Yesterday, we brought you news about MoviePass – a new subscription service that would allow subscribers to see as many theatrical releases as they please for the price of $50 per month. The fledgling company, looking to become the theatrical equivalent of NetFlix and GameFly (notice how it even has the same stylish two word name all mashed together? Marketing genius!) is prepared to begin a closed beta test of the service this weekend in the San Francisco Bay Area.
Unfortunately, it seems someone at MoviePass forgot to actually ask AMC – one of the country’s largest theater chains – if they’d like to be involved. The list of twenty-plus theaters partaking in the beta was included in Wired’s story – and oddly enough, it included quite a few AMC movie houses. No word from the MoviePass folks yet on how this happened, but AMC released a terse statement on the issue.
The gist of the missive is that AMC wasn’t consulted while the whole MoviePass system was being developed and that they’ll not be participating because they’re worried the service will conflict with their customer loyalty rewards program, Stubs. AMC doesn’t want anything interfering with their guest’s experience – which sounds really noble. The cynics amongst us suspect AMC is more concerned with customers opting out of Stubs (another “reward” program that requires a payment to join) for another service where the chain doesn’t get quite as great a cut of the profits (which, in Stubs’ case, would seem likely to be 100%).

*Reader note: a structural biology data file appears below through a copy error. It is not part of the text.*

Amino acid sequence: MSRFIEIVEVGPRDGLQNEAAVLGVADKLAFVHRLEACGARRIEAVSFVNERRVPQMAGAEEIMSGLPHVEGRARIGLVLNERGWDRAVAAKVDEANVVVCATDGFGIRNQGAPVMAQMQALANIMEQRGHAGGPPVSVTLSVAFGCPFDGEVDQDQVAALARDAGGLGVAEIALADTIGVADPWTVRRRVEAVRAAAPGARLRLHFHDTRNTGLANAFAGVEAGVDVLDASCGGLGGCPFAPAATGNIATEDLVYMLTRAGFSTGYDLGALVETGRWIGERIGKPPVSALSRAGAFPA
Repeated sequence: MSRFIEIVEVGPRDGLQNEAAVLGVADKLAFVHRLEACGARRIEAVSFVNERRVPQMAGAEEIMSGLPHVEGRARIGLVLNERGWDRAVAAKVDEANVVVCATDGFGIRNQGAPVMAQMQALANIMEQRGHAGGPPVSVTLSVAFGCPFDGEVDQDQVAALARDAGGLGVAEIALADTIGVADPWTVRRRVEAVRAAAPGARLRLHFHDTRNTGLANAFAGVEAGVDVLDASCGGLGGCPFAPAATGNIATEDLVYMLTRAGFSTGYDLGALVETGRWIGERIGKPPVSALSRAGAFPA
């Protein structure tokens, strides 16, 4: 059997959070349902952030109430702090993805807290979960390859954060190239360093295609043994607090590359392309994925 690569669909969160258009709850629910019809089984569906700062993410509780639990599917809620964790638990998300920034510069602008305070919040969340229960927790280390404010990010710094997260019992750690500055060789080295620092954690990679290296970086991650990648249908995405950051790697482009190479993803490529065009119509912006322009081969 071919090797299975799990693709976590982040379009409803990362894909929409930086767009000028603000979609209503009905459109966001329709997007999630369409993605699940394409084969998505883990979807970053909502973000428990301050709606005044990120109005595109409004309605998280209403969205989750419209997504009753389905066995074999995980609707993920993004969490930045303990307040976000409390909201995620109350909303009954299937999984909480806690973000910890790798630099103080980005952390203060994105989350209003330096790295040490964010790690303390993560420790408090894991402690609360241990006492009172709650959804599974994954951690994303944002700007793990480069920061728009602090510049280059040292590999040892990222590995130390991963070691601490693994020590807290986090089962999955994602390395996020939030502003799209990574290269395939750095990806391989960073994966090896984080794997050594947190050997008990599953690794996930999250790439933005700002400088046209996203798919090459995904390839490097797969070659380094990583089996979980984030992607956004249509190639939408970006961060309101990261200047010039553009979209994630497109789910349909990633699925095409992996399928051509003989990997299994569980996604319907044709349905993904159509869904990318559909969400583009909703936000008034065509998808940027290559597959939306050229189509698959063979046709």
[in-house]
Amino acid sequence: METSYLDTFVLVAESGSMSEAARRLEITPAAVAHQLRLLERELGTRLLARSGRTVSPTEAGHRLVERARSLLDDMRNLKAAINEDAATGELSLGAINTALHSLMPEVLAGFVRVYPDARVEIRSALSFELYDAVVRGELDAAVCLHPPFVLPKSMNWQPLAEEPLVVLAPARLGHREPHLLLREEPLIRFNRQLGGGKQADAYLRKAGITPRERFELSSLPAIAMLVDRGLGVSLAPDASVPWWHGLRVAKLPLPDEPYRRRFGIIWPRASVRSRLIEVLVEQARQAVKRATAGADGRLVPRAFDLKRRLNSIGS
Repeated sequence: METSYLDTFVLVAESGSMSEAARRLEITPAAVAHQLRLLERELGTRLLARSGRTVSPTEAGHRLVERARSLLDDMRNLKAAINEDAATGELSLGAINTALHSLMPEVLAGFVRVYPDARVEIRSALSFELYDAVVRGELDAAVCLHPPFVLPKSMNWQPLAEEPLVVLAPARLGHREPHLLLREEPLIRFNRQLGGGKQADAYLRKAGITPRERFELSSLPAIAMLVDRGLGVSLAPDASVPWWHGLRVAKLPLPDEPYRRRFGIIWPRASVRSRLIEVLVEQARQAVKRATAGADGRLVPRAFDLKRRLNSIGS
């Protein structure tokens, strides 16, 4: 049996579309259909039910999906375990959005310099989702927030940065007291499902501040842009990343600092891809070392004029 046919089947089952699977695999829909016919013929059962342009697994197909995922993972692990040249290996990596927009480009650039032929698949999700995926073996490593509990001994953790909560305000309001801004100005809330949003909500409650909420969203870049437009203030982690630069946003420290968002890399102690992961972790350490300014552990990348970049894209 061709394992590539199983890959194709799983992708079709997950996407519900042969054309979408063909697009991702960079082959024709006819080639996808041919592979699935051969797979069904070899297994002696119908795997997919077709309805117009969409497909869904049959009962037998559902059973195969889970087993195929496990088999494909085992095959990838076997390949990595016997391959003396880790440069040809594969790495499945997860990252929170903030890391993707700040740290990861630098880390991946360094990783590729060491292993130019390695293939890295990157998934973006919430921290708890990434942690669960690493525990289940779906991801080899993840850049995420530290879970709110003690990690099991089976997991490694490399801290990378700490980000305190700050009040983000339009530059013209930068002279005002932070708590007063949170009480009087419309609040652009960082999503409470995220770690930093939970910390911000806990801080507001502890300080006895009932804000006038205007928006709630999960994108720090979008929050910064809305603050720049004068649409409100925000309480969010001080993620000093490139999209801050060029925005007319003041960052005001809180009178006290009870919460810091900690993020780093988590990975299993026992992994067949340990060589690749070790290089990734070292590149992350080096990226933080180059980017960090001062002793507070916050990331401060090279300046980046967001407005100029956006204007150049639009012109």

The company closes with a statement about how “surprised” they were by this whole MoviePass deal.
“We were surprised to see the press release and subsequent press coverage of MoviePass earlier this week as it included several of our San Francisco locations. It was news to us to see that we were participants and we will be communicating to those theatres they are not to accept MoviePass."
So, if you were hoping to test out MoviePass over your long 4th of July weekend, your theater options just shrank significantly. That’s the bad news. The good news is that all of those AMC theaters were probably showing the same movies anyway, so you didn’t lose much. If you’re still game to try the service, I recommend swinging by the Shattuck Cinemas in Berkeley. You’ll not only have the option of seeing new releases like Cars 2, but also cool stuff like Takashi Miike’s 13 Assassins and documentaries like Page One: Inside the New York Times and Conan O’Brien Can’t Stop.
As for what this means for MoviePass, only time will tell. Luckily this happened on a beta test version of the service and not when it was ready to go live to the masses. That could have been disastrous.